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Delete "controversy" sectionEdit
The section describes a member of ResearchGate, not the service itself. I suppose registered sex offenders also use facebook but that wouldn't be mentioned in their Wikipedia article. — Preceding unsigned comment added by Classicbeerg (talk • contribs) 19:15, 1 March 2018 (UTC)
According to the article, ResearchGate uses a crawler to find PDF versions of articles on the homepages of authors and publishers. These are then presented as if they had been uploaded to the web site by the author:
and this seems true, but then
the PDF will be displayed embedded in a frame, and only the button label "External Download" indicates that the file was in fact not uploaded to ResearchGate
Presently I see a big deal of recent manuscripts published on arxiv and indexed on researchgate without even a mention of arxiv, let alone the "External Download" label. Has anyone further informations? Popop (talk) 17:14, 16 June 2018 (UTC)
- ResearchGate changes, it is a moving target. Maybe they renamed the button. Maybe it is because arXiv has rather permissive licensing if I am not mistaken; the PDFs from an authors homepage likely do not come with a known license. As far as I can tell, Researchgate stopped some of their biggest annoyances (haven't gotten spam anymore, have not seen a researchgate-modified PDF in a while - apparently the authors now have to enable this? - and many of the copies on Researchgate have been removed because of the lawsuits. Last but not least, Researchgate seems to have become a least-resort URL in Google scholar, so I just don't see a lot of it anymore. Anyway, they must be chewing through their venture capital like crazy, and I wonder when they'll simply be out of money anyway... — Preceding unsigned comment added by 22.214.171.124 (talk) 20:13, 16 June 2018 (UTC)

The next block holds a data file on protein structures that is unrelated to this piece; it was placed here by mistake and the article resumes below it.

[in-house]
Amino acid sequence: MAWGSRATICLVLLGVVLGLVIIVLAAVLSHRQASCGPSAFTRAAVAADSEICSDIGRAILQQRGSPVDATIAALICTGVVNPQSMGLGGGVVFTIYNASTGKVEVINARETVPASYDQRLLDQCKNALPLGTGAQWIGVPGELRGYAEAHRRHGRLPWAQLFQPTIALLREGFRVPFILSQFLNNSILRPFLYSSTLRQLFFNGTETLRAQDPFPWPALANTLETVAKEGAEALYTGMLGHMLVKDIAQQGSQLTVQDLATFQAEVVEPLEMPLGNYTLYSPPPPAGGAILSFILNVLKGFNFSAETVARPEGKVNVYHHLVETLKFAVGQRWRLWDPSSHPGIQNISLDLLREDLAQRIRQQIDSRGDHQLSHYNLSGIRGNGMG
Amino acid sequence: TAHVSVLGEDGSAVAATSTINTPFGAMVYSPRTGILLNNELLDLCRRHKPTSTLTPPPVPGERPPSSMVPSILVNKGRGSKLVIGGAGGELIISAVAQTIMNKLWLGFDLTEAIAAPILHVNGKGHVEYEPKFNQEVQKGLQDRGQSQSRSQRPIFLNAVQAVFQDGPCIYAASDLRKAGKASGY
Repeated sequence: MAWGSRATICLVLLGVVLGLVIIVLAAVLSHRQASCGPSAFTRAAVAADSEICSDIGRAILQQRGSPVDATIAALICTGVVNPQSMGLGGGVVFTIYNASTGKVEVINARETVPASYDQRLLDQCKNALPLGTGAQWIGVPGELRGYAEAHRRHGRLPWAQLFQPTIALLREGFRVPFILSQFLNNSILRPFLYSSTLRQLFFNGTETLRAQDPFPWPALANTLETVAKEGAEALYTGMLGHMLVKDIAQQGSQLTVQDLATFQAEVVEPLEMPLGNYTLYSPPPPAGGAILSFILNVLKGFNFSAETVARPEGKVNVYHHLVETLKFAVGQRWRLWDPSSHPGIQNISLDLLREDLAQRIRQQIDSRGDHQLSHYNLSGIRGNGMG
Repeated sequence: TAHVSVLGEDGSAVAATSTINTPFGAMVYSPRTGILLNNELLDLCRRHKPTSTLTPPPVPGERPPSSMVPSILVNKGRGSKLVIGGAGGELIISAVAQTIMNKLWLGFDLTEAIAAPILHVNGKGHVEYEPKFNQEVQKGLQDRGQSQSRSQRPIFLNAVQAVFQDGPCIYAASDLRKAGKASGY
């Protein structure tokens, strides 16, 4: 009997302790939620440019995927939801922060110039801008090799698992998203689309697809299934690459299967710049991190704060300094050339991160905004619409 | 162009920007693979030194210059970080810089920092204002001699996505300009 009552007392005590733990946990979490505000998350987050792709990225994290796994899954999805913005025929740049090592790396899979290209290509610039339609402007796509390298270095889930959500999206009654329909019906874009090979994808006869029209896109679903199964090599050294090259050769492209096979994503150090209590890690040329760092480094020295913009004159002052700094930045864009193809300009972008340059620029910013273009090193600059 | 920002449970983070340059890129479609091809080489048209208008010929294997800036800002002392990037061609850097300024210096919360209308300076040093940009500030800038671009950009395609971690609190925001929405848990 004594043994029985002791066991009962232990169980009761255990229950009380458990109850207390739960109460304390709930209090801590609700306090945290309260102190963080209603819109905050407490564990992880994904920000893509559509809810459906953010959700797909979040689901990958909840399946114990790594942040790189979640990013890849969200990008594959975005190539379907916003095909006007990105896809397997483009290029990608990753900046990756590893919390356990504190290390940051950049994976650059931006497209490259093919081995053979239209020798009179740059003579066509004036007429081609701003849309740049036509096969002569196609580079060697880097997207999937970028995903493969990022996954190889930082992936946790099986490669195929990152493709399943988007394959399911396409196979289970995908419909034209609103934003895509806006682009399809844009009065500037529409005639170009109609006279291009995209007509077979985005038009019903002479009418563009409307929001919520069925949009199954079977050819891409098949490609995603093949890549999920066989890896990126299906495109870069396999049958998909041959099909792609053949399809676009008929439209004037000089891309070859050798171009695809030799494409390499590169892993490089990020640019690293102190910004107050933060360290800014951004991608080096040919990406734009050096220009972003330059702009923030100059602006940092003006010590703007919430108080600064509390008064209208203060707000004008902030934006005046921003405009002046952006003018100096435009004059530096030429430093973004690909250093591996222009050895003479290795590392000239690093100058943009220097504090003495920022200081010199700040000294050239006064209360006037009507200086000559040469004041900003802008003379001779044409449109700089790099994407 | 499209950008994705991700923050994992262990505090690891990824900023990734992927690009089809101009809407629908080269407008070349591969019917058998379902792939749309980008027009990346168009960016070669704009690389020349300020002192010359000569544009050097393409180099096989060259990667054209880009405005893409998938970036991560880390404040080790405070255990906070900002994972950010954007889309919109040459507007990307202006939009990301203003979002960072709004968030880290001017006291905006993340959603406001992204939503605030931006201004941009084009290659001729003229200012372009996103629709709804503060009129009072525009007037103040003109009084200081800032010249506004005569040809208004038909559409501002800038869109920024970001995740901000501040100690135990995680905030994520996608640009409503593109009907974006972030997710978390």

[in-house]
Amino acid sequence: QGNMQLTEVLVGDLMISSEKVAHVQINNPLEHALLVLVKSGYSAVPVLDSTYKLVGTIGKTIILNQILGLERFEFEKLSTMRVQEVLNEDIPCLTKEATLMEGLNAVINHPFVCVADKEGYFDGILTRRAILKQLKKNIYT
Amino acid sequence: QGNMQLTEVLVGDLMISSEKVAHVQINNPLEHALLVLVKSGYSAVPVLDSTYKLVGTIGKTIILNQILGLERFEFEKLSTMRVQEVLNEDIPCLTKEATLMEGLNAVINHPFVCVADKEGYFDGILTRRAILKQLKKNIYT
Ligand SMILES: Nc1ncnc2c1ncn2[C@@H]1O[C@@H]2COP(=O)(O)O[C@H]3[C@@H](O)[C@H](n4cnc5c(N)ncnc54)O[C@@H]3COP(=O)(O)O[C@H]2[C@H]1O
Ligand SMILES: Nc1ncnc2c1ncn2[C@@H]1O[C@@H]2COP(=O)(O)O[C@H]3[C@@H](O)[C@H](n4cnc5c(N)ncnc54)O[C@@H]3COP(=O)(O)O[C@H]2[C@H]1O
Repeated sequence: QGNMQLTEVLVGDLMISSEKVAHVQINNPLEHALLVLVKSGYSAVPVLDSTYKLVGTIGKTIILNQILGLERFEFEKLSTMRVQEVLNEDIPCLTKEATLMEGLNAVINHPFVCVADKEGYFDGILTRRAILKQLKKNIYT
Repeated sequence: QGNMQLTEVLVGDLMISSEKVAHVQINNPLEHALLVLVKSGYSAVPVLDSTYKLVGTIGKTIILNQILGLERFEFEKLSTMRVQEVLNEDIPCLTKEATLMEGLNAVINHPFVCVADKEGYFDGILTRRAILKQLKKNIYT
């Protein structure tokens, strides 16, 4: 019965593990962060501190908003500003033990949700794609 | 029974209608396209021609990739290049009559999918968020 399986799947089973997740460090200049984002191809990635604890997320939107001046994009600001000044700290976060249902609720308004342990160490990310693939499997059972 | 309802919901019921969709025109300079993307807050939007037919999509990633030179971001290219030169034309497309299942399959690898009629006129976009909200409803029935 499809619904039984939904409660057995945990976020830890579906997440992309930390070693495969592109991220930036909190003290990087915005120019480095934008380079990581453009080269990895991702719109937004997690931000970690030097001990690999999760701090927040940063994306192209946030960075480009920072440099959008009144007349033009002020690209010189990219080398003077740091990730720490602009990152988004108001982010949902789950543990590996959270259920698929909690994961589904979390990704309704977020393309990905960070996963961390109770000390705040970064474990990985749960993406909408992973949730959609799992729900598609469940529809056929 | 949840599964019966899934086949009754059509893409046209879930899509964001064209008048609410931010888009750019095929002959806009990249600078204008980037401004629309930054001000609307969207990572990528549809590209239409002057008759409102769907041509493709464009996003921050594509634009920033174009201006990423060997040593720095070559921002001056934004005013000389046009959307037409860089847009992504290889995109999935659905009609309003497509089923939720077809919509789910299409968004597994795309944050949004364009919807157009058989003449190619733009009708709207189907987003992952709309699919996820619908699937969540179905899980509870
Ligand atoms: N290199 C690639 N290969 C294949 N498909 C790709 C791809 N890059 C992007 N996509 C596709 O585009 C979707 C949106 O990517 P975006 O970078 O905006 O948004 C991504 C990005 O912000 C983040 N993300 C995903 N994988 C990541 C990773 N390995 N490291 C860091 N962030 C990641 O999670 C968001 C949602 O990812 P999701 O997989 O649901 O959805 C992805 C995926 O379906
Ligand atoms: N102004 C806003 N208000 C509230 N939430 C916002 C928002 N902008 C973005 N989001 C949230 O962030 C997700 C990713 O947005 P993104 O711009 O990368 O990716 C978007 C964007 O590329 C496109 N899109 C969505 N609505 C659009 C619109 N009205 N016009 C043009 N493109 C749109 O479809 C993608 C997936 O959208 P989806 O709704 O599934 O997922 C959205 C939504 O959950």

Elsevier's lawsuit against ResearchGate is probably going to be an interesting precedent about a number of issues, so it will probably need to be its own article at some point. As an example, see https://propertyintangible.com/2019/06/template-5.html :
The Copyright Act of 1976 made a fundamental change to copyright law by making copyright divisible. Authors can give someone else exclusive rights in a portion of their copyright, for example the exclusive right of first publication, retaining no right of first publication for themselves. The drafters of the Copyright Act also contemplated that this might create conflicting rights amongst authors and so also provided that:
The court may require [the legal or beneficial owner] to serve written notice of the action with a copy of the complaint upon any person shown, by the records of the Copyright Office or otherwise, to have or claim an interest in the copyright, and shall require that such notice be served upon any person whose interest is likely to be affected by a decision in the case. The court may require the joinder, and shall permit the intervention, of any person having or claiming an interest in the copyright.
As far as I can tell, this case is the first time someone has asked a court to invoke this provision, 41 years after the current Copyright Act became effective. But the effort wasn’t successful.
Nemo 10:37, 2 August 2019 (UTC)